Tesla, Inc. (NASDAQ: TSLA) released its Q1 investor report last night. Unfortunately, Tesla’s production, sales and deliveries under performed, driving investors to sell shares such that Tesla’s (NYSE: TSLA) stock value fell by 8%, from USD 292 a share to USD 267. In the earnings conference, founder and President Elon Musk revealed that Tesla had been having difficulties with scaling up production, bottlenecks in deliveries, and most importantly – weak sales.
For Q1, sales were too low to reach the 2019 sales goal for 500,000 Model 3s, a consumer sedan, and the annual sales target was revised down to 400,000. The other two Tesla S and X models, luxury cars, also under performed in Q1 of 2019. In part, these misses reflect the changing economic incentives. In the United States, gas is particularly cheap nowadays. Moreover, revisions in tax law have reduced the deductions one can take on a Tesla from USD 7,500 to only USD 3,500, making the cars still more expensive. The kicker, however, is that Tesla’s car prices have remained above its 2019 goals, especially the Model 3. Tesla didn’t meet its goal of selling USD 35,000 worth of Model 3s, and it is not entirely clear how the company will try to reach that goal in 2019-2020.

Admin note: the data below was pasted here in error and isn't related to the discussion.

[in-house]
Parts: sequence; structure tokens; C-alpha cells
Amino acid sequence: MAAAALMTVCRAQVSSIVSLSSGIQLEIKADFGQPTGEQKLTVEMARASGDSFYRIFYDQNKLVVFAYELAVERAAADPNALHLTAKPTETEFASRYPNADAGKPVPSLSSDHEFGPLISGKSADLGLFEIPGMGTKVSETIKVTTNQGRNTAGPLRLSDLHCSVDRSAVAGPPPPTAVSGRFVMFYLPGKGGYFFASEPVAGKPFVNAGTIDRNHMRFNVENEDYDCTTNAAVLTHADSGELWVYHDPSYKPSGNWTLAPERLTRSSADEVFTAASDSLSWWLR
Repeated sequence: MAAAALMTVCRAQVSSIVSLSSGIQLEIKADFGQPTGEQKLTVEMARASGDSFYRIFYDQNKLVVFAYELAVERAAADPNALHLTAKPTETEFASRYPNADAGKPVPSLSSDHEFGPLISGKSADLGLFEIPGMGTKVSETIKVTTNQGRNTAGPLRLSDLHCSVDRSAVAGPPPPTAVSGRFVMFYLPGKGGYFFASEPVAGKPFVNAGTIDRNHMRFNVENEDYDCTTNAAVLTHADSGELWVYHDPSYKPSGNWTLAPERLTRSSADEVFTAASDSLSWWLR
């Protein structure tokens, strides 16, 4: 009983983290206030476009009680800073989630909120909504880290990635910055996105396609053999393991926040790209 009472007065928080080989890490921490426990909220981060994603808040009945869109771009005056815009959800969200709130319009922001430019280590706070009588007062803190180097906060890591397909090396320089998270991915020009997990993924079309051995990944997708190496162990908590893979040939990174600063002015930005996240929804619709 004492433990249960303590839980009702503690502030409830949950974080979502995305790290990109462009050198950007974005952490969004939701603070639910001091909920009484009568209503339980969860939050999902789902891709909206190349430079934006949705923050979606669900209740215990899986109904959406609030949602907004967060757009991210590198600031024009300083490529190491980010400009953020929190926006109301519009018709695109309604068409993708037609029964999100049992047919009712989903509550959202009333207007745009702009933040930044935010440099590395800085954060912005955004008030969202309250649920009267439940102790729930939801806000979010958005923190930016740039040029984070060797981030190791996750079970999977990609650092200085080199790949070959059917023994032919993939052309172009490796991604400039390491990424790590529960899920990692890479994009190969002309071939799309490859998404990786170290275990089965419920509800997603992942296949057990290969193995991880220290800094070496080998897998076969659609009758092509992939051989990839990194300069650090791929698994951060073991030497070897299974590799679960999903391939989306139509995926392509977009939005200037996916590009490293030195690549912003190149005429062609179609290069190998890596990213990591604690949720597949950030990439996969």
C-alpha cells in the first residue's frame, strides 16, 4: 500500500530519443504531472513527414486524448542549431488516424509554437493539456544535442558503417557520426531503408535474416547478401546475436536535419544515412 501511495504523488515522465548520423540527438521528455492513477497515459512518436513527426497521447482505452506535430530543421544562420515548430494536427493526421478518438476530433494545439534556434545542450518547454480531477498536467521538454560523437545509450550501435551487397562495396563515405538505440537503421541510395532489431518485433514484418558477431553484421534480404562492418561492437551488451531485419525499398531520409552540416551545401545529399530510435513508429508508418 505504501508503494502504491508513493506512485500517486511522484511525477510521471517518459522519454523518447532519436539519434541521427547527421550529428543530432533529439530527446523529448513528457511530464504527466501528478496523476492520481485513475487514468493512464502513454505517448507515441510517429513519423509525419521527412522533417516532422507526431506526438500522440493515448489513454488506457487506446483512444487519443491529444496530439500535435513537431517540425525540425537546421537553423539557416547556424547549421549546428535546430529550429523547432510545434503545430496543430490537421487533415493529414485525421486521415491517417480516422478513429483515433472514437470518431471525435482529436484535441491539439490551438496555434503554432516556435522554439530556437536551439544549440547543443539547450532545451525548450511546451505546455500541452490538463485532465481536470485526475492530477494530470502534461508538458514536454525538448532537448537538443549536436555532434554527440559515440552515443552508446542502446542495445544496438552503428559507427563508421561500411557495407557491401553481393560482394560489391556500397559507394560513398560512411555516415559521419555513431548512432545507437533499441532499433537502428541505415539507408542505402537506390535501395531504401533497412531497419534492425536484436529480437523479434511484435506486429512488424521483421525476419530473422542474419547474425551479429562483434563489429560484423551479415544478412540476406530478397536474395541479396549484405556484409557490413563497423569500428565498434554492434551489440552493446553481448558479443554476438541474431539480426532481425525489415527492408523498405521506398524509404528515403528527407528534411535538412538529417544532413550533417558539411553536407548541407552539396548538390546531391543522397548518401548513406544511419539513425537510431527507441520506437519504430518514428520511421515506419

With regards to delivery problems, Tesla had difficulties getting its cars to markets in Europe and Asia, especially China. Remarkably, the company still only has a single factory, located in the San Francisco Bay area.
A number of other problems concerned Tesla: in September of 2018 and January 2019, Elon Musk has repeatedly ended up on the Securities Exchange Commission’s naughty list: first for misleading tweets about taking Tesla private that were judged to have violated SEC rules, and then for violating his agreement with the SEC to refrain from tweeting about Tesla without pre-approval.
Moreover, Tesla continues to stay on the knife’s edge between making and losing money. Many companies supported by venture capital haemorrhage money — think Uber and Lyft — especially in light of Lyft’s recent IPO. A year ago, in Q1 2018, Tesla was losing money to the tune of USD 785 Million. Tesla is only profitable intermittently, with its best lifetime performance in the back-to-back quarters Q3 and Q4 of 2018.
Despite its inadequacies, Tesla has the money and resources to absorb the punch of its Q1 earnings report. To investors and prospective customers, however, it may have a longer shadow.